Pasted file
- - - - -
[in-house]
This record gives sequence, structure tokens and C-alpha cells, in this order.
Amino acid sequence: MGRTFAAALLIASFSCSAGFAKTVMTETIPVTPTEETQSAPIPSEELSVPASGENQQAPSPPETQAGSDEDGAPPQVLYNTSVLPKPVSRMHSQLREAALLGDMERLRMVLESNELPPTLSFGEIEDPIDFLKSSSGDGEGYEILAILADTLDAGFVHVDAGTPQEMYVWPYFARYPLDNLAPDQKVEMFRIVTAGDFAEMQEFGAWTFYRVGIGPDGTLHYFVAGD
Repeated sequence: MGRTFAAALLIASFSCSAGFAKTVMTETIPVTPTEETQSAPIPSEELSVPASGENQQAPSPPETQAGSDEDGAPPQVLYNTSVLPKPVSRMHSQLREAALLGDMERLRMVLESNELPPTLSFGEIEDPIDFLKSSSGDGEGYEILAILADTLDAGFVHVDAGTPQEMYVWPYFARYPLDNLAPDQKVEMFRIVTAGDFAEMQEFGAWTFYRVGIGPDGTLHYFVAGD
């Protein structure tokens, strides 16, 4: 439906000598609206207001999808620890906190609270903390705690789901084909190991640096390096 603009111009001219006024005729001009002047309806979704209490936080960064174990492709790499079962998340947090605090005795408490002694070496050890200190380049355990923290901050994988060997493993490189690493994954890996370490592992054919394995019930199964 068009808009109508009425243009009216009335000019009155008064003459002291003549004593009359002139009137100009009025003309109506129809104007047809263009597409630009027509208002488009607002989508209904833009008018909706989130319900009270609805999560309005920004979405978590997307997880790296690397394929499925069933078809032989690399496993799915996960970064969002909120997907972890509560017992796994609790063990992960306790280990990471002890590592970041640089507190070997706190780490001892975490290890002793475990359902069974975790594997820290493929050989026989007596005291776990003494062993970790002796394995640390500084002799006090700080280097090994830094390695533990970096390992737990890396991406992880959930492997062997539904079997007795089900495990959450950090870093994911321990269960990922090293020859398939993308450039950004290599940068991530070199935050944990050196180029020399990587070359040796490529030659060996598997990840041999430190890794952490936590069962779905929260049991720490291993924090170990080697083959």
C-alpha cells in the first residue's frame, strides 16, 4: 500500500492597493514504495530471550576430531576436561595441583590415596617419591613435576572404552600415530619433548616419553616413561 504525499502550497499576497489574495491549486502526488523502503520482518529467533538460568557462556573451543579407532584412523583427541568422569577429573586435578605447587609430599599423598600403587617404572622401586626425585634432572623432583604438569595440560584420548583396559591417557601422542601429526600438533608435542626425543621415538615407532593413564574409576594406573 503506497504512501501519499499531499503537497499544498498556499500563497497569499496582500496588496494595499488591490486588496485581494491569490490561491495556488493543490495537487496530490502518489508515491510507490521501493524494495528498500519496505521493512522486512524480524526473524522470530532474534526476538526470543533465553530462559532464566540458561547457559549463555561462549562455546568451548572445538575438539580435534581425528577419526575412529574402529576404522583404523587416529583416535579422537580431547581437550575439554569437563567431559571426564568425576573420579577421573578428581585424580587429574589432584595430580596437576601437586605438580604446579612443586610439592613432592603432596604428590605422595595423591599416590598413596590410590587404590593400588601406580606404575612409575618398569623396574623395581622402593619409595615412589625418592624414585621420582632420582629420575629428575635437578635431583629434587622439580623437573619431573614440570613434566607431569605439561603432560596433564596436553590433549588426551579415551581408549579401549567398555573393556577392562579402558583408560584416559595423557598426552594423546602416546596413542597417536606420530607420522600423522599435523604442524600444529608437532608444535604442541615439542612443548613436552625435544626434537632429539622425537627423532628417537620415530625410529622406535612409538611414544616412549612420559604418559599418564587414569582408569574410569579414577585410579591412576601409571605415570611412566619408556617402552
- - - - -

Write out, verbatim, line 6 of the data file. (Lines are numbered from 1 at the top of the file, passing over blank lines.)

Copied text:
C-alpha cells in the first residue's frame, strides 16, 4: 500500500492597493514504495530471550576430531576436561595441583590415596617419591613435576572404552600415530619433548616419553616413561 504525499502550497499576497489574495491549486502526488523502503520482518529467533538460568557462556573451543579407532584412523583427541568422569577429573586435578605447587609430599599423598600403587617404572622401586626425585634432572623432583604438569595440560584420548583396559591417557601422542601429526600438533608435542626425543621415538615407532593413564574409576594406573 503506497504512501501519499499531499503537497499544498498556499500563497497569499496582500496588496494595499488591490486588496485581494491569490490561491495556488493543490495537487496530490502518489508515491510507490521501493524494495528498500519496505521493512522486512524480524526473524522470530532474534526476538526470543533465553530462559532464566540458561547457559549463555561462549562455546568451548572445538575438539580435534581425528577419526575412529574402529576404522583404523587416529583416535579422537580431547581437550575439554569437563567431559571426564568425576573420579577421573578428581585424580587429574589432584595430580596437576601437586605438580604446579612443586610439592613432592603432596604428590605422595595423591599416590598413596590410590587404590593400588601406580606404575612409575618398569623396574623395581622402593619409595615412589625418592624414585621420582632420582629420575629428575635437578635431583629434587622439580623437573619431573614440570613434566607431569605439561603432560596433564596436553590433549588426551579415551581408549579401549567398555573393556577392562579402558583408560584416559595423557598426552594423546602416546596413542597417536606420530607420522600423522599435523604442524600444529608437532608444535604442541615439542612443548613436552625435544626434537632429539622425537627423532628417537620415530625410529622406535612409538611414544616412549612420559604418559599418564587414569582408569574410569579414577585410579591412576601409571605415570611412566619408556617402552